Phyllis and her class were recently able to visit Material Connexion, which she referred to as ‘a candy store for designers.’ Phyllis recalls a specific wallcovering that was a grass-like cloth which absorbed odors and even cleaned the air.

Green design and green products temd to find their way into commercial projects more often than residential, so it is important that designers start educating clients. It may take more time to discover these products and put together green spaces but it’s not always at a higher cost. Green Design may be a challenge, but it’s rewarding. Resources for repurposing items include local antique stores and online sources such as 1stDibs, Previously Owned by a Gay Man, etc.

How to Know if Product is Green

Many times it can be as simple as a label on textiles stating it as a recycled good, but if not, you may need to research the content and where it was made. Often, importing from across the globe can “undo” the good of a “green” product by increasing its carbon footprint.

Phyllis notes vinyl wallcoverings and certain carpets as not environmentally friendly, while cork is a better option, or even opting to refinish wood floors rather than replacing them. She also recalls a project where it was more “green” to install a new floor on top of an old one, rather than tearing it out.

Nick also encounters environmental issues in his business. In the past, low and zero VOC products were significantly more expensive. This cost was a hurdle that prevented his customers from making the switch.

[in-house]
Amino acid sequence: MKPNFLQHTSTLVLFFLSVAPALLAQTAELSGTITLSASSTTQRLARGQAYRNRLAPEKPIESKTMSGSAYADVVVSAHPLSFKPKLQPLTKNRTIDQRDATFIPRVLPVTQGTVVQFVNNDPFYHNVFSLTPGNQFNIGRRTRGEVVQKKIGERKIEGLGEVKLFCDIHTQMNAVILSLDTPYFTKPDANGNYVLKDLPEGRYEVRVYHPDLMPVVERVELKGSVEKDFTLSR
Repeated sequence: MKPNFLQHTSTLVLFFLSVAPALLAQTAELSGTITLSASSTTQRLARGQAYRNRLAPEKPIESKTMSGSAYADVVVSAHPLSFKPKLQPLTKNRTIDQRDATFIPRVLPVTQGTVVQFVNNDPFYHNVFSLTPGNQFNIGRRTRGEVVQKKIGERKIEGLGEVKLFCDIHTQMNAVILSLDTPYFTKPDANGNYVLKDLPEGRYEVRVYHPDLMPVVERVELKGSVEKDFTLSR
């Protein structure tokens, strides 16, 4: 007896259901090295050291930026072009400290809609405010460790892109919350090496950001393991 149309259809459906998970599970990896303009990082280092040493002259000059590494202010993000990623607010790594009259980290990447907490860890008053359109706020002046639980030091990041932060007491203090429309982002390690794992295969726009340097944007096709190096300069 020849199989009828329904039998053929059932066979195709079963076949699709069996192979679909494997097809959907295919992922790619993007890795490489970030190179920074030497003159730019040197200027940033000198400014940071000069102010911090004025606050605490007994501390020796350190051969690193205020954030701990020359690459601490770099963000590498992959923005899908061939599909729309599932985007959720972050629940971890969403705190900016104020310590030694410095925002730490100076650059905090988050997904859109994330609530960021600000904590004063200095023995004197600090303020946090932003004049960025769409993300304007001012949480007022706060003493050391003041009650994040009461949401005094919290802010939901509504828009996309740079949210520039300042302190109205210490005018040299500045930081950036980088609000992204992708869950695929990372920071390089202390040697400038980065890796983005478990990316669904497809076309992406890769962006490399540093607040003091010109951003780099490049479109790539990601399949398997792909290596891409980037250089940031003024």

When this difference decreased, Nick and his company decided to make the change across the board – not only for environmental reasons but also for the health of his crew.

Phyllis and Nick also talk about repainting cabinets versus installing new ones, specify ultra suede green, and talk about the versatility of carpet tiles.

Send Phyllis an email to get in touch and learn more!

  • Upcoming Events

NeoCon – June 12 – 14

PCBC – June 26 – 28

Las Vegas Market – July 30 – Aug 2

BDNY 2017 – Nov 12 – 13

KBIS – Jan 9 – 11

  • Wrap Up

If you would like to hear more episodes, please visit us on iTunes or on our website at TheChaiseLoungePodcast.com. Lastly, find The Chaise Lounge on Instagram, Facebook and Twitter or post a review on iTunes, you may even hear your review read live on our next podcast. With that said keep dreaming big, and keep designing a great design business. See ya!

134 – Sarah Wilson: Career Reset into Interior Design

Sarah Wilson: Career reset into Interior Design

On this episode of The Chaise Lounge, Nick chats with Sarah Wilson of Chansaerae Interior Design. Sarah shares how she restarted her career in a new industry, working for herself, and also shares her goals for 2017.

Getting to know Sarah Wilson

Sarah Wilson joins Nick in The Lounge from Palm Springs, California, where she owns and operates Chansaerae Interior Design. Sarah loves to vacation in St. Croix, where she grew up. Her favorite room is her bedroom, but she would love even more to have a walk-in closet. Sarah admittedly is not a pet person; she would rather have the freedom to go wherever she wants, whenever she wants.